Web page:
If DevOps is a continuum, it starts with planning and development, and ends with deployment into operations. Much of the focus in DevOps and within the DevOps toolchain has been on application build automation (development) and deployment of apps into operations. But, for DevOps to pay off, there must be a continuous flow and automation from development all the way through to operations, and that means providing automation for the steps in between these two.
What is in the gap between development and production delivery? Testing. Not surprisingly, when Gartner surveyed its clients in 2015, more than 50 percent of them ranked the need for test automation as one of their top priorities for DevOps success. This really illustrates the recognition that DevOps cannot succeed if only one part of the DevOps continuum is automated. Companies that have started to focus on DevOps recognize that they must “Mind the Gap.”
Closing the Testing Gap
Why is automating the various testing steps (regression, performance, stress, GUI, QA, interoperability and security testing) so difficult? There are five key components that must be automated successfully:
- The infrastructure – It starts with one very important characteristic critical to testing that is not automated – the ability to mimic the infrastructure in which the software (or hardware) being tested is expected to run in when it gets to production. Having the ability to give each tester (or set of automated tests) their own personal replica of the target production infrastructure—a “sandbox”—is critical to ensuring the software coming out of test can be deployed into production automatically and continuously. Automating tests is not nearly as difficult as automating the underlying infrastructure in which those tests run.
- The production environment workload – Often overlooked in automating testing is mimicking the workloads that would be common in production. This includes the network traffic, other application workloads and network security profiles. These activities need to be automated within the sandbox to create a more realistic environment for testing.
- Test automation – Of course, the tests themselves also must be automated and there are a variety of tools to assist in this process. As software gets more complex, automation continues to be a challenge, with mobile testing replacing GUI testing as the most challenging type of testing to automate.
- Reporting and result analysis – To provide continuous automation from development through testing to delivery, it is important to see and analyze test results automatically.
- Tool Integration – Finally, automation into and out of testing needs to be enabled. This means that sandboxes and test automation suites need to be API-driven so they can be started by a previous tool in the DevOps tool chain and can also initiate a tool that follows testing in the tool chain.
DevOps projects tend to start in one part of the continuum from development to operations. There is nothing wrong with taking this approach. However, it is also important to “Mind the Gap” and work to expand automation across the continuum continuously. One way to ensure that automation can expand easily is to deploy sandbox technology across the continuum, beginning with development and continuing through configuration and release management. The sandbox ensures that at each step, the production configuration and workload is being replicated.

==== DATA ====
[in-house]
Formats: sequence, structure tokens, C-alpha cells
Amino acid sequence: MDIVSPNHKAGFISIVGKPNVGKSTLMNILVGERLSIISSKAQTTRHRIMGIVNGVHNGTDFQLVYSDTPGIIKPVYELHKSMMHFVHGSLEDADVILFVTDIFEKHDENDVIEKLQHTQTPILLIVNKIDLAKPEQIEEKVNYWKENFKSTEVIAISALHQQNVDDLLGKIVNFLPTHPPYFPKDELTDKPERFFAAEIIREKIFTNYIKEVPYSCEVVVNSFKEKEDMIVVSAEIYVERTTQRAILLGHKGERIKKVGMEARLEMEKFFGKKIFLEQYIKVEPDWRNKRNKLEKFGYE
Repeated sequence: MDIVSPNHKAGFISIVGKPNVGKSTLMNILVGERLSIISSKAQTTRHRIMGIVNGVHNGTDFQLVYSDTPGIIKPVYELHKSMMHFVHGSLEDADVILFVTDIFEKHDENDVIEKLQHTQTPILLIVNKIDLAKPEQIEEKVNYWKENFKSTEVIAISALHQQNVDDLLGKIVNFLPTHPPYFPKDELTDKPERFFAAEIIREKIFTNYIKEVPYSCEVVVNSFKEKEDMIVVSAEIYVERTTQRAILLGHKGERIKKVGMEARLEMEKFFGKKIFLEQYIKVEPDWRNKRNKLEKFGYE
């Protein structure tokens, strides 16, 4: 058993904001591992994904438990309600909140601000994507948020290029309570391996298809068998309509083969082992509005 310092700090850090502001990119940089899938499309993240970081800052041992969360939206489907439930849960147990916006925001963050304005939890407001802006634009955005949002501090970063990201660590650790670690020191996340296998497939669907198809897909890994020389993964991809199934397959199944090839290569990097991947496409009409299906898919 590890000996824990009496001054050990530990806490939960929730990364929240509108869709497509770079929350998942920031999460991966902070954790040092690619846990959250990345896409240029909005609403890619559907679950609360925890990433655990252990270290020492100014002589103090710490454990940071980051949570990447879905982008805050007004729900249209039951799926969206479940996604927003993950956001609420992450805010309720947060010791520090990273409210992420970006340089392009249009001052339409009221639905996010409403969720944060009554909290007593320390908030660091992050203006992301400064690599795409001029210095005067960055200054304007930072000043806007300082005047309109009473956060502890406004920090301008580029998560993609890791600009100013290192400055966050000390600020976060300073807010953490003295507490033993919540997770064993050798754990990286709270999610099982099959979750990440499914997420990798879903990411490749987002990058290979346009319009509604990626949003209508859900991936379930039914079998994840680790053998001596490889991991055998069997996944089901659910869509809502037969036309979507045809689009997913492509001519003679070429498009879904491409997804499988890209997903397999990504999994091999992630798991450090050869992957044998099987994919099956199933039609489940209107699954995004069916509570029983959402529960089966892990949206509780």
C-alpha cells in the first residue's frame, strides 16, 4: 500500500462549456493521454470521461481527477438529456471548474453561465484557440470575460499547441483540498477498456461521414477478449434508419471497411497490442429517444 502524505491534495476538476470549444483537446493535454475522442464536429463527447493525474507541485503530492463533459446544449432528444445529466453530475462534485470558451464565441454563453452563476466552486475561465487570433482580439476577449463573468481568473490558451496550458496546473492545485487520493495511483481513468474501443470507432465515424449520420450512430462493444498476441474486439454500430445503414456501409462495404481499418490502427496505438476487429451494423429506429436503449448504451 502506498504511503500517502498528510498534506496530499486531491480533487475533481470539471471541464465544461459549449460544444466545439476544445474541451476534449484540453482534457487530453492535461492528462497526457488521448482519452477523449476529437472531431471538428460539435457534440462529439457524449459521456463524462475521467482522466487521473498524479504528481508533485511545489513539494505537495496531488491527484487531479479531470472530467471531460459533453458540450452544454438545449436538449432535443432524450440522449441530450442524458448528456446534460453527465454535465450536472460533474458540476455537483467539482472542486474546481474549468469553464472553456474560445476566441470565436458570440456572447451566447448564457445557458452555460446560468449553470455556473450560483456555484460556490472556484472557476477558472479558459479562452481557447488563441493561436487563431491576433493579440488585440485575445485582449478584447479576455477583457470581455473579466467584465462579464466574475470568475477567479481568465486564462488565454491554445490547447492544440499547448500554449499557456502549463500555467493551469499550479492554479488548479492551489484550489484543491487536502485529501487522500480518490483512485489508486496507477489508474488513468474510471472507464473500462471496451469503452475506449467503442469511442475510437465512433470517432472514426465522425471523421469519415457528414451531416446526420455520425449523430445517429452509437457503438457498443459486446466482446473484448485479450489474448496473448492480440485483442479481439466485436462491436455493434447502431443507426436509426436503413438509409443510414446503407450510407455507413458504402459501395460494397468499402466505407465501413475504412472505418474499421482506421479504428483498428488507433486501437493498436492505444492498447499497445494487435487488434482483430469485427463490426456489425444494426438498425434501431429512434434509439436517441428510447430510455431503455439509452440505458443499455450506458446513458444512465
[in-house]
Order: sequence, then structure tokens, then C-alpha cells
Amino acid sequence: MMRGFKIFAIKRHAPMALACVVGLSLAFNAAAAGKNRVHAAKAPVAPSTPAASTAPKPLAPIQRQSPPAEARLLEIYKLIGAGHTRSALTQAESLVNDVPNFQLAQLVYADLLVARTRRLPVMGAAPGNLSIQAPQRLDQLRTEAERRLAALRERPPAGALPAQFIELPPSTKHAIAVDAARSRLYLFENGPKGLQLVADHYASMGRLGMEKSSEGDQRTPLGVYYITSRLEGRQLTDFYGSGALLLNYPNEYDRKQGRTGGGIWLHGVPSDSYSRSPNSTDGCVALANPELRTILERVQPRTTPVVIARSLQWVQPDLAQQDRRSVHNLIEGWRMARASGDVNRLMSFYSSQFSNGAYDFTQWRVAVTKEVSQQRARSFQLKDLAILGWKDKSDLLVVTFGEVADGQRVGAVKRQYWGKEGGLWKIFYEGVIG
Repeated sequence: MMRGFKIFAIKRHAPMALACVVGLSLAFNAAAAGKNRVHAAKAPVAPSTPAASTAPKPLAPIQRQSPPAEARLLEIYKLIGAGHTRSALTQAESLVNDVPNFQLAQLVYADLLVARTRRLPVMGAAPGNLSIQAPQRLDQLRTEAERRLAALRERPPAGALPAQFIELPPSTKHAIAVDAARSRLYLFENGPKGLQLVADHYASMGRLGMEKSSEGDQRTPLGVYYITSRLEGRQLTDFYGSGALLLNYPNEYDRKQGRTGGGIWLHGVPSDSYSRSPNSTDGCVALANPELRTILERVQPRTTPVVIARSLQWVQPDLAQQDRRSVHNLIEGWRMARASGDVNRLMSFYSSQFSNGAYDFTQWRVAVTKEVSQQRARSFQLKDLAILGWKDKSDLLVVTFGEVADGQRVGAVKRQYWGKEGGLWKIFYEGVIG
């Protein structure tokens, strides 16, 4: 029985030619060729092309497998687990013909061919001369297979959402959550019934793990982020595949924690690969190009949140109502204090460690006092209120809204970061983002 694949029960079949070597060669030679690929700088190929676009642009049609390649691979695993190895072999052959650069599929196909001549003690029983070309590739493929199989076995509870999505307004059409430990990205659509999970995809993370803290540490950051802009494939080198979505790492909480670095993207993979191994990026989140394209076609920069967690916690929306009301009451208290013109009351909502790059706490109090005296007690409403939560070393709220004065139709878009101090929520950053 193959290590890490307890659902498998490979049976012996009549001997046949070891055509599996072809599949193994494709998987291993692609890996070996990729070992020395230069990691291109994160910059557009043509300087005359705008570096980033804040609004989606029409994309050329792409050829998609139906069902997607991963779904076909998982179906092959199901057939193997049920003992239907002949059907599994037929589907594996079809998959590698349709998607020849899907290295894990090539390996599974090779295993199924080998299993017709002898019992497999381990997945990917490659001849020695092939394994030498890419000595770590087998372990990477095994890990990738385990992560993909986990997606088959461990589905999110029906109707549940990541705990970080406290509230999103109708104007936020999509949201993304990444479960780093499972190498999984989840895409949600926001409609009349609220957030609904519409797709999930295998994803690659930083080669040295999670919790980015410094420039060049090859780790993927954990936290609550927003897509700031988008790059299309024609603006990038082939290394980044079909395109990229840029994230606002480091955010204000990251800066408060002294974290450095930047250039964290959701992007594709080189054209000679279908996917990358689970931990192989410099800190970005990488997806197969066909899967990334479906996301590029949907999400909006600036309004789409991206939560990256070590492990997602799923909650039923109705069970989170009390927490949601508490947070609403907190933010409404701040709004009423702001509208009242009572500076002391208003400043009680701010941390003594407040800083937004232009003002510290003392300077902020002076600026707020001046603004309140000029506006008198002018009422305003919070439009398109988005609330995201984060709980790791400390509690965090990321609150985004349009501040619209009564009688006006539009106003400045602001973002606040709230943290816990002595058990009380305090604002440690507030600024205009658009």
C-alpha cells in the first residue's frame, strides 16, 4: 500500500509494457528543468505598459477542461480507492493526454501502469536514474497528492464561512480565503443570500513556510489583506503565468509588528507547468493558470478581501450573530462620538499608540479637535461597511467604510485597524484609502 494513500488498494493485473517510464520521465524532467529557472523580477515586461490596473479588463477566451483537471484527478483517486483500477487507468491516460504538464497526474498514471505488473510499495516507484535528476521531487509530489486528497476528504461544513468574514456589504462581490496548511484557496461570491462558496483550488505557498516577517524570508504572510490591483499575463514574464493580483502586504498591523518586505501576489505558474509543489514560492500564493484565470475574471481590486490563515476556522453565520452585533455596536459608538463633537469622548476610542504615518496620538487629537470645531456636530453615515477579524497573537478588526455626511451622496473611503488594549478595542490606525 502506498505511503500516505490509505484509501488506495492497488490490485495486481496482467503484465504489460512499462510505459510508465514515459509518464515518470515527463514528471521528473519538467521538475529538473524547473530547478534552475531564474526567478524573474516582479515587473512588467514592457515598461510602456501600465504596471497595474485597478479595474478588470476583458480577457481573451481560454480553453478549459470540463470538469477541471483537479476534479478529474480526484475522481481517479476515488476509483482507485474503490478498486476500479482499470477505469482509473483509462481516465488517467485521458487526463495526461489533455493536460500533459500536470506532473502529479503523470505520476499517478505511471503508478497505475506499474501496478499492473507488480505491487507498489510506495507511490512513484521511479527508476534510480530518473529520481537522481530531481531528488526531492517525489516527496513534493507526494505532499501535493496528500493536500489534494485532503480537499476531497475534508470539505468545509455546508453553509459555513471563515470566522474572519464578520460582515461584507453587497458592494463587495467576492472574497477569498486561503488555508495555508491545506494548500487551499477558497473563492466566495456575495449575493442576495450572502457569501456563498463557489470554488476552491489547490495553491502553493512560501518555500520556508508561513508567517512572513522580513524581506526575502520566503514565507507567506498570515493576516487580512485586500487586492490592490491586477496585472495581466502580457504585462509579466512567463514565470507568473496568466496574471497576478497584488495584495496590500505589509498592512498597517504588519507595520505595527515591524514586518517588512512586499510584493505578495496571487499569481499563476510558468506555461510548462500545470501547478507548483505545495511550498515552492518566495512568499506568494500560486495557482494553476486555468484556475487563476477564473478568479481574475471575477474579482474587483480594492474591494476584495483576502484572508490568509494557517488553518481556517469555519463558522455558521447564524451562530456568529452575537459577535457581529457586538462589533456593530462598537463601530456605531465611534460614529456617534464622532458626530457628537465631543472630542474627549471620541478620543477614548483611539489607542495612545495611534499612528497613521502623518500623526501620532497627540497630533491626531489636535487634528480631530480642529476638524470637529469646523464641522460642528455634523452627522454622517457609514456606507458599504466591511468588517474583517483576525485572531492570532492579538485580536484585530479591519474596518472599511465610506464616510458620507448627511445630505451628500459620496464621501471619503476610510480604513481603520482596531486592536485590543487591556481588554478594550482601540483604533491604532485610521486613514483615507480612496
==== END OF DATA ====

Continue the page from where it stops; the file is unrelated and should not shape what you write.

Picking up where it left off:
Sandboxing technology has been used in development in the past, but is relatively new to the entire DevOps process. As more companies move to continuous integration and continuous deployment, however, the need for sandboxes is growing.
The sandbox should provide the following:
- The ability to create an accurate replica of the real production environment that deployment is intended for. This can include the physical, virtual and cloud infrastructure as well as applications, network traffic and load.
- The ability to initiate a sandbox via APIs so that the sandbox can be triggered by DevOps tools as an integral part of a complete end-to-end DevOps automation.
- The ability to automate DevOps processes inside of the sandbox (e.g. automated regression testing), as well as to automate the teardown of the sandbox and trigger the next step in the DevOps cycle when those processes complete.
- Business intelligence about everything that happens inside of sandboxes so that DevOps processes can focus on continuous improvement.
- The ability for many people to have their own sandboxes running simultaneously with isolation in shared labs.
DevOps depends on continuous automation from development, through test and QA, to configuration management and production deployment. Sandboxes provide a common automation environment that can be used at each step of the DevOps cycle to close the gap between development and deployment.
About the Author/Joan Wrabetz
Joan Wrabetz is the CTO for QualiSystems. Most recently, she was theVP and CTO for the Emerging Product Division of EMC. Joan received her MBA at the University of California, Berkley, and MSEE at Stanford, and a BSEE at Yale. She has held teaching positions at the University of St. Thomas, St. Mary’s University and the University of St. Thomas, St. Mary’s University. Joan holds patents in load balancing, distributed systems, and machine learning classification and analytics. Her experience inclues: founder and CEO of Aumni Data, CEO of Tricord Systems, Vice President and General Manager for SAN operations at StorageTek, Founder and CEO of Aggregate Computing, Management and senior technical positions at Control Data Corporation and SRI International, Partner with BlueStream Ventures.